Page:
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US casualty a buyers’ market: Marsh

The US casualty insurance has continued to soften in the second quarter of 2015, with previously challenging risks increasingly easy to place, according to Steve Kempsey of Marsh.

Kempsey, who is the broker's US casualty practice leader, said that market conditions are being driven by the level of capital and macroeconomic factors as growth picks up.

"It's mainly because of an abundance of capital that's translated to significant competition and prompted insurers to take early and aggressive steps to retain existing business and potentially avoid the marketing of programmes," he said.

And the executive also highlighted that an increase in buyers' exposures in the form of payroll, revenue and autos were helping maintain a softening market.

"Carriers are more willing to grant rate decreases because the effect on actual premium dollars is mitigated by the exposure increase," Kempsey explained.

This created a positive environment for buyers, said the broker, with other year-on-year improvements including multi-year guarantees and concessions on policy language.

As competition increases, insurers are also becoming more flexible about collateral requirements as they seek to win and retain business, with some carriers offering to accept some required collateral in the form of surety bonds.

Meanwhile, companies considered good risks have been able in some cases to secure long-term collateral deals, Dempsey said.

The broker also highlighted a change in approach from underwriters to what were previously perceived as more challenging risks to place.

In recent years there had been a divergence in the US casualty sector between good risks with favourable loss experience or a desired risk profile, which were able to get favourable terms from the market, and those higher hazard or distressed risks that were not rewarded with the same terms.

"The focus on attractive business continues, but at the same time the pressure on insurers continues to grow," Kempsey observed.

"With abundant capital to use for growth, casualty insurers are more aggressively seeking even challenged business."

He suggested that many insurers are trying to hold onto less profitable accounts in order to maintain premium volume, while some are even looking to write some of the more challenged risks rather than face extremely heavy competition for the more attractive business.

"So while the market for more difficult risks is more challenging, we are seeing more predictability and flexibility at renewal even for these accounts," Kempsey continued.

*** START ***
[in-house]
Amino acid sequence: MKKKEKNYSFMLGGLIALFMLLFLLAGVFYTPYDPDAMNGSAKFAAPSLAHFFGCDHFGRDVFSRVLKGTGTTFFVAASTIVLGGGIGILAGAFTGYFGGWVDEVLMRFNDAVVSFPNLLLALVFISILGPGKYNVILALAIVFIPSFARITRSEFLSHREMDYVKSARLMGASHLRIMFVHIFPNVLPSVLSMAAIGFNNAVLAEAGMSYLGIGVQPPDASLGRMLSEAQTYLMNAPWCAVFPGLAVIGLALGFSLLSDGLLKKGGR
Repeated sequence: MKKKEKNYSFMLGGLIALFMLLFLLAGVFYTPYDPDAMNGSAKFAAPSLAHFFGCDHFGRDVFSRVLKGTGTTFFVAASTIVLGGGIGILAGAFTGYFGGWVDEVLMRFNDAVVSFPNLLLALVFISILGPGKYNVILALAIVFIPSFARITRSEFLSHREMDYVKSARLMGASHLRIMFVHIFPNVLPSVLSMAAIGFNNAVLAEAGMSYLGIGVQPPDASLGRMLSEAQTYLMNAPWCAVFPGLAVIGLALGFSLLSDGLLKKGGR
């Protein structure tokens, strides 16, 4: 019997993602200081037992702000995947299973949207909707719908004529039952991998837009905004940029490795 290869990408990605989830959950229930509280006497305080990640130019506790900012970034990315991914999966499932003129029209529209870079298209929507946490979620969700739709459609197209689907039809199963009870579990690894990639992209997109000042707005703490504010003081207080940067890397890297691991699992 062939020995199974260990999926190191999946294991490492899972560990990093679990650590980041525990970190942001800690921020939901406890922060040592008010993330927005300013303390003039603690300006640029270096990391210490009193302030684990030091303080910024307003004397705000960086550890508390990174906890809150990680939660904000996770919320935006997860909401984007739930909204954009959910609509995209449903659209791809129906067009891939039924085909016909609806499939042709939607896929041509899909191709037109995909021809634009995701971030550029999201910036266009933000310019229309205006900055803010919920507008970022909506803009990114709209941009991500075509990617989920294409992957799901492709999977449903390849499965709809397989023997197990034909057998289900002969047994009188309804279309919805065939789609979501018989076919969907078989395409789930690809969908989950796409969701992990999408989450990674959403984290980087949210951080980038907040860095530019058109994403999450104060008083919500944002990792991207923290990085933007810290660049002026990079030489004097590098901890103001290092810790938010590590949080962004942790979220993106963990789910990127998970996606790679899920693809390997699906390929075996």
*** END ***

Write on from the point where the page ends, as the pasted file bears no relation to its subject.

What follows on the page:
The executive noted that New York construction and long haul trucking continued to be among the more challenged exposures in the market. He added that while some companies still face a difficult market, there seem to be fewer of these accounts.

On specific lines of business, the broker said that workers' comp continues to be "relatively soft" with some pockets that remain challenging, including sizeable California exposures and large employee concentrations in large cities.

General liability also remained positive for buyers, with fewer clients facing rate increases in the first half of 2015, he suggested.

However, adverse developments - including recent $100mn jury verdicts - have continued to challenge profitability in auto liability, which has translated into less flexibility in pricing, terms and conditions for insureds, especially in the excess space.

"Even though insurers are having it difficult they do remain focused on trying to renew their auto books and grow them along with accompanying lines of coverage," Kempsey said.

But he noted that in auto liability excess, carriers are "revisiting their appetite", especially for larger fleets.

Meanwhile, in international casualty and medical malpractice buyers continue to enjoy a "very competitive" landscape.

Market conditions for owner and contractor controlled insurance programmes are "competitive and aggressive" said Kempsey.

"Insurers have invested into the construction industry

and will need to continue to compete for and write business to justify that investment.

"This applies to not only primary markets but also to umbrella and excess markets, which continue to be extremely aggressive in this space, with an oversupply of capacity driving significant positive results for our clients," he continued.

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